|Hey fat people . . . listen up!|
|Cassandra won't understand how much a day like this means until she's older . . . like her father.|
Notes written on a 59th wedding anniversary card that I'll never get to give . . .
If you are a fat person, this column is for you. If you are offended at being called fat, do something about it. But before you get ticked off and quit reading, bear with me a little bit longer. You might find it's worth it.
Let me tell you about my Saturday.
It began with heading to the office a little earlier than usual. That's because I had to be in Atlanta, Ind. by 9:30 a.m. and I wasn't entirely sure you could get there from here.
Why was I going to Atlanta, Ind. early on a Saturday morning? Good question. It's one I kept asking myself over and over. You see there was a 2.5 mile "fun run" beginning at 10 and the oldest and I had agreed to run in it.
Back to fat folks.
I am a fat folk. Officially, I weigh somewhere around 253.8, give or take a few ounces. Any way you slice it, that's still fat.
It's also not the point.
The point, dear friends, is that eight months ago I weighed a bit north of 300 pounds, give or take a few quarter pounders. With cheese. The idea of taking part in a run was indeed fun, or rather funny. I couldn't have run 2.5 car lengths, let alone miles. I got winded walking through a mall. I wish I was kidding.
A heart condition I have lived with for a few years was getting worse and the amazing thing was, I was doing nothing about it. Well, nothing positive. The only thing shoddier than my exercise habits were the ones involving eating. And drinking.
I got lucky that a silly idea to raise money for our local United Fund turned out to be a success. Not only did the company I'm fortunate enough to work for raise about $13,000 for MUFFY, but it introduced me to a truly wonderful group of people. There's Denise Reese, the extraordinary manager at Athena Sport & Fitness. There's trainers Jenny and Tonya - who I call demons but are really angels. And there's a great group who has stuck together and spurred each other on.
I don't believe any of them really understand how much it has meant to this fat guy.
A lifetime ago, I wasn't a fat guy. I was actually an athlete and one who was blessed with enough talent to briefly make a living plying my trade. (Wasn't much of a living mind you, but it counted.) Working out was part and parcel of everyday life.
What I understood then - and had forgotten in the ensuing lazy decades - is that when it's all said and done, keeping in shape is a very individual and personal decision.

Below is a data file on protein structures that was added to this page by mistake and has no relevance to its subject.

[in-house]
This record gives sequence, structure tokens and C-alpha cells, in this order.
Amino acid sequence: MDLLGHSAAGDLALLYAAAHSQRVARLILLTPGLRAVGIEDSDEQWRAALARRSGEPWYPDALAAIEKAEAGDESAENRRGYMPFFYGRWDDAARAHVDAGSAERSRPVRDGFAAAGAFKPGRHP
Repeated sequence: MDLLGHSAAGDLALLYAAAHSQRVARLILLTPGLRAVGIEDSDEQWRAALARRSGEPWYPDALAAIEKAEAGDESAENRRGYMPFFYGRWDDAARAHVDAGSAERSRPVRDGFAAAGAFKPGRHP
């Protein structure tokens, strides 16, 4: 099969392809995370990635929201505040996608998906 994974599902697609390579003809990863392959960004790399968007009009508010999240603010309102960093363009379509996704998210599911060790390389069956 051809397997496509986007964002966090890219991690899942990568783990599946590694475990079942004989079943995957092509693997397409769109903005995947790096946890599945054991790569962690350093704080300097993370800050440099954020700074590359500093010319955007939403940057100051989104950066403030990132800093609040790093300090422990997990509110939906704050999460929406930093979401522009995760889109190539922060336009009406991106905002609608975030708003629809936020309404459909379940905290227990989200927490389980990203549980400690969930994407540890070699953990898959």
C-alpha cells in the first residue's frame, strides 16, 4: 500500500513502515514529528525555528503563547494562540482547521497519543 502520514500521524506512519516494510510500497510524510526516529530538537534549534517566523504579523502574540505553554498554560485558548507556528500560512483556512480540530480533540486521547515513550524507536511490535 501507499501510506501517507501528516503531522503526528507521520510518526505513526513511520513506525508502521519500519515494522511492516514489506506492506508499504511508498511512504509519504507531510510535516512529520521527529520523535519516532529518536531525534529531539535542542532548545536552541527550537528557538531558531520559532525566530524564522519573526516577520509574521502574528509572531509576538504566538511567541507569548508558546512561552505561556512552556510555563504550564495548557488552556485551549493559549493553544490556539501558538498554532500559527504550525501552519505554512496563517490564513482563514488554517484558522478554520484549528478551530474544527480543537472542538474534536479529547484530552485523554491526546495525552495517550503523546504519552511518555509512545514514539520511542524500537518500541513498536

That's not to say that being in the group isn't a good thing. Not at all. Being part of this group has helped me more than I can say. But that's the thing. The group can only help. Ultimately, it's about the moments when you don't want to work out. It's about the moments when you are laying on the floor staring at the wood slats in the ceiling that used to be the CHS gym trying hard to remember to breathe. It's about being on that treadmill or maybe a road outdoors somewhere, sweating, hurting, wanting to quit.
Those are the moments when the tide turns.
One way or another.
For some, you want to succeed bad enough to keep going. For others not so much. I can't tell you all the details because they are different for everyone. All I do know is this. Put in the time and it works. There are no miracle cures. Operations? Unless life and habits truly change it won't matter. Pills? Don't waste your money. Put in the time. It works. Put in the time.
For me, it's been eight months of putting in time. Saturday, I went to a fun run. I got to spend 2.5 miles with my oldest doing something I didn't think I'd ever be able to do again. It was a great day.
I'm still a fat guy. Not as fat as I was. Hopefully, fatter today than I will be in a month. I'm putting in time and enjoying it more than I ever thought I could.
* * *
By the way, for those who are still reading and wondering what the heck the first sentence was all about . . . today would have been my parents' 59th wedding anniversary. They've been gone a while but it still feels important to this son to let them know I remember.
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